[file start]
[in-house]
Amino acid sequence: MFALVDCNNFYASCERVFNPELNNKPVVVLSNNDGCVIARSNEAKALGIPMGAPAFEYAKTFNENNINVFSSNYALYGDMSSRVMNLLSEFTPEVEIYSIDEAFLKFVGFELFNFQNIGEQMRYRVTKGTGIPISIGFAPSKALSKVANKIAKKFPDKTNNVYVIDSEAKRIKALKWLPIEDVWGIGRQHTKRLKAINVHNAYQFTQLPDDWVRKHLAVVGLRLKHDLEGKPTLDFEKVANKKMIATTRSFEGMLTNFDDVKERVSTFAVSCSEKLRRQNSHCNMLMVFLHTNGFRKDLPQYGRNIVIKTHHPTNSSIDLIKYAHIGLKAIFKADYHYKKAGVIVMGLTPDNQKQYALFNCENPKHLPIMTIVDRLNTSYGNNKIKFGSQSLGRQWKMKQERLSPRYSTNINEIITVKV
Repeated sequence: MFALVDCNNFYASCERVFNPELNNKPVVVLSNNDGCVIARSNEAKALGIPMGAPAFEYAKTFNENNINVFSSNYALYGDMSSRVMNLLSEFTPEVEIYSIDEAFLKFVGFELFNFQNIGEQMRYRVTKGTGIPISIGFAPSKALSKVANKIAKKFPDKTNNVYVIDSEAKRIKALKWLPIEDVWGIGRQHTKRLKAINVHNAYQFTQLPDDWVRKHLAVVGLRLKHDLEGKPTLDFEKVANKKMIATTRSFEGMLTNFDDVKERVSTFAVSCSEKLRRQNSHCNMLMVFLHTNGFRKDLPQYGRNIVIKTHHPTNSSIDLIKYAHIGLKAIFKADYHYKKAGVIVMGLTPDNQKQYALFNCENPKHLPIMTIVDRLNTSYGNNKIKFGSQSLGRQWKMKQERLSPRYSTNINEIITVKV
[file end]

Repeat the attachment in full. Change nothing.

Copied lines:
[in-house]
Amino acid sequence: MFALVDCNNFYASCERVFNPELNNKPVVVLSNNDGCVIARSNEAKALGIPMGAPAFEYAKTFNENNINVFSSNYALYGDMSSRVMNLLSEFTPEVEIYSIDEAFLKFVGFELFNFQNIGEQMRYRVTKGTGIPISIGFAPSKALSKVANKIAKKFPDKTNNVYVIDSEAKRIKALKWLPIEDVWGIGRQHTKRLKAINVHNAYQFTQLPDDWVRKHLAVVGLRLKHDLEGKPTLDFEKVANKKMIATTRSFEGMLTNFDDVKERVSTFAVSCSEKLRRQNSHCNMLMVFLHTNGFRKDLPQYGRNIVIKTHHPTNSSIDLIKYAHIGLKAIFKADYHYKKAGVIVMGLTPDNQKQYALFNCENPKHLPIMTIVDRLNTSYGNNKIKFGSQSLGRQWKMKQERLSPRYSTNINEIITVKV
Repeated sequence: MFALVDCNNFYASCERVFNPELNNKPVVVLSNNDGCVIARSNEAKALGIPMGAPAFEYAKTFNENNINVFSSNYALYGDMSSRVMNLLSEFTPEVEIYSIDEAFLKFVGFELFNFQNIGEQMRYRVTKGTGIPISIGFAPSKALSKVANKIAKKFPDKTNNVYVIDSEAKRIKALKWLPIEDVWGIGRQHTKRLKAINVHNAYQFTQLPDDWVRKHLAVVGLRLKHDLEGKPTLDFEKVANKKMIATTRSFEGMLTNFDDVKERVSTFAVSCSEKLRRQNSHCNMLMVFLHTNGFRKDLPQYGRNIVIKTHHPTNSSIDLIKYAHIGLKAIFKADYHYKKAGVIVMGLTPDNQKQYALFNCENPKHLPIMTIVDRLNTSYGNNKIKFGSQSLGRQWKMKQERLSPRYSTNINEIITVKV